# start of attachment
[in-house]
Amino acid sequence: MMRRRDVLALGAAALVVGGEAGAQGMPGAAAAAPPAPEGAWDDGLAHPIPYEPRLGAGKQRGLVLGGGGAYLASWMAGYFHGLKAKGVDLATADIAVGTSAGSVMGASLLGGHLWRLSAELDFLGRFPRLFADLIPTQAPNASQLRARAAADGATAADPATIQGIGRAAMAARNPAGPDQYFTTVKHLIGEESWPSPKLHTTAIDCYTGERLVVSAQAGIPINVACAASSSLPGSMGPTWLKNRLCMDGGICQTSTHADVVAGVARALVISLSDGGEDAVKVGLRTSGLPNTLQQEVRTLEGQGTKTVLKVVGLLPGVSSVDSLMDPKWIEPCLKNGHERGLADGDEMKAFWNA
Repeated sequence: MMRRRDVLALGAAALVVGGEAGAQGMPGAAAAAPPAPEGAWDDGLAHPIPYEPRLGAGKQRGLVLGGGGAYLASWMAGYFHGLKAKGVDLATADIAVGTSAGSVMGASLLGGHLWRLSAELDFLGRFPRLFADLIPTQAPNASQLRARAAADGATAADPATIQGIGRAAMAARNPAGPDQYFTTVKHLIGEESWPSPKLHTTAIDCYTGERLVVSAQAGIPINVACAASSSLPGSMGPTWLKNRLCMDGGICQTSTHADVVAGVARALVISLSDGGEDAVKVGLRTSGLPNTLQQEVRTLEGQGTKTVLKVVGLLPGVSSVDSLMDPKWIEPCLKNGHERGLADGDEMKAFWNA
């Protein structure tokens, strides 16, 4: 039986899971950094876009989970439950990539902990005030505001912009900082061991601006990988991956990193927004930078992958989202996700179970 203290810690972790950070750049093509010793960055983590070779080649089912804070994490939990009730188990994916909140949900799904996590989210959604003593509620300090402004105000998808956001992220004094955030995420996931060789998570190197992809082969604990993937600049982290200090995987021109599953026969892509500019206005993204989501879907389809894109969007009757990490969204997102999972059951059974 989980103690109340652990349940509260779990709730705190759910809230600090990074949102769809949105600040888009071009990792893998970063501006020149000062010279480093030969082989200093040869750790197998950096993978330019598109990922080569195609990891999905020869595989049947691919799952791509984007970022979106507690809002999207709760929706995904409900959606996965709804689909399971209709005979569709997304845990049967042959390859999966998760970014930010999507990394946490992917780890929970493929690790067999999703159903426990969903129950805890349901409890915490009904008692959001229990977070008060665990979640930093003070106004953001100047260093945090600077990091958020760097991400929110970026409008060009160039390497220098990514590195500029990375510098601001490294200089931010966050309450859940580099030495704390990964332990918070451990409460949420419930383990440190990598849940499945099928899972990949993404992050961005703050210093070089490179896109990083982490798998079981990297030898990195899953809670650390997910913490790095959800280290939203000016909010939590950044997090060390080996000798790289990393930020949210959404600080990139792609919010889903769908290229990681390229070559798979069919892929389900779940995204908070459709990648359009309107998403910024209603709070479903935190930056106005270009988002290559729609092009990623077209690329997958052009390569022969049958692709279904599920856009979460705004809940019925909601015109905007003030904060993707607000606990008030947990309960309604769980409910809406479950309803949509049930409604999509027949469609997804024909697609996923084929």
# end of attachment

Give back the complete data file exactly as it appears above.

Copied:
[in-house]
Amino acid sequence: MMRRRDVLALGAAALVVGGEAGAQGMPGAAAAAPPAPEGAWDDGLAHPIPYEPRLGAGKQRGLVLGGGGAYLASWMAGYFHGLKAKGVDLATADIAVGTSAGSVMGASLLGGHLWRLSAELDFLGRFPRLFADLIPTQAPNASQLRARAAADGATAADPATIQGIGRAAMAARNPAGPDQYFTTVKHLIGEESWPSPKLHTTAIDCYTGERLVVSAQAGIPINVACAASSSLPGSMGPTWLKNRLCMDGGICQTSTHADVVAGVARALVISLSDGGEDAVKVGLRTSGLPNTLQQEVRTLEGQGTKTVLKVVGLLPGVSSVDSLMDPKWIEPCLKNGHERGLADGDEMKAFWNA
Repeated sequence: MMRRRDVLALGAAALVVGGEAGAQGMPGAAAAAPPAPEGAWDDGLAHPIPYEPRLGAGKQRGLVLGGGGAYLASWMAGYFHGLKAKGVDLATADIAVGTSAGSVMGASLLGGHLWRLSAELDFLGRFPRLFADLIPTQAPNASQLRARAAADGATAADPATIQGIGRAAMAARNPAGPDQYFTTVKHLIGEESWPSPKLHTTAIDCYTGERLVVSAQAGIPINVACAASSSLPGSMGPTWLKNRLCMDGGICQTSTHADVVAGVARALVISLSDGGEDAVKVGLRTSGLPNTLQQEVRTLEGQGTKTVLKVVGLLPGVSSVDSLMDPKWIEPCLKNGHERGLADGDEMKAFWNA
């Protein structure tokens, strides 16, 4: 039986899971950094876009989970439950990539902990005030505001912009900082061991601006990988991956990193927004930078992958989202996700179970 203290810690972790950070750049093509010793960055983590070779080649089912804070994490939990009730188990994916909140949900799904996590989210959604003593509620300090402004105000998808956001992220004094955030995420996931060789998570190197992809082969604990993937600049982290200090995987021109599953026969892509500019206005993204989501879907389809894109969007009757990490969204997102999972059951059974 989980103690109340652990349940509260779990709730705190759910809230600090990074949102769809949105600040888009071009990792893998970063501006020149000062010279480093030969082989200093040869750790197998950096993978330019598109990922080569195609990891999905020869595989049947691919799952791509984007970022979106507690809002999207709760929706995904409900959606996965709804689909399971209709005979569709997304845990049967042959390859999966998760970014930010999507990394946490992917780890929970493929690790067999999703159903426990969903129950805890349901409890915490009904008692959001229990977070008060665990979640930093003070106004953001100047260093945090600077990091958020760097991400929110970026409008060009160039390497220098990514590195500029990375510098601001490294200089931010966050309450859940580099030495704390990964332990918070451990409460949420419930383990440190990598849940499945099928899972990949993404992050961005703050210093070089490179896109990083982490798998079981990297030898990195899953809670650390997910913490790095959800280290939203000016909010939590950044997090060390080996000798790289990393930020949210959404600080990139792609919010889903769908290229990681390229070559798979069919892929389900779940995204908070459709990648359009309107998403910024209603709070479903935190930056106005270009988002290559729609092009990623077209690329997958052009390569022969049958692709279904599920856009979460705004809940019925909601015109905007003030904060993707607000606990008030947990309960309604769980409910809406479950309803949509049930409604999509027949469609997804024909697609996923084929």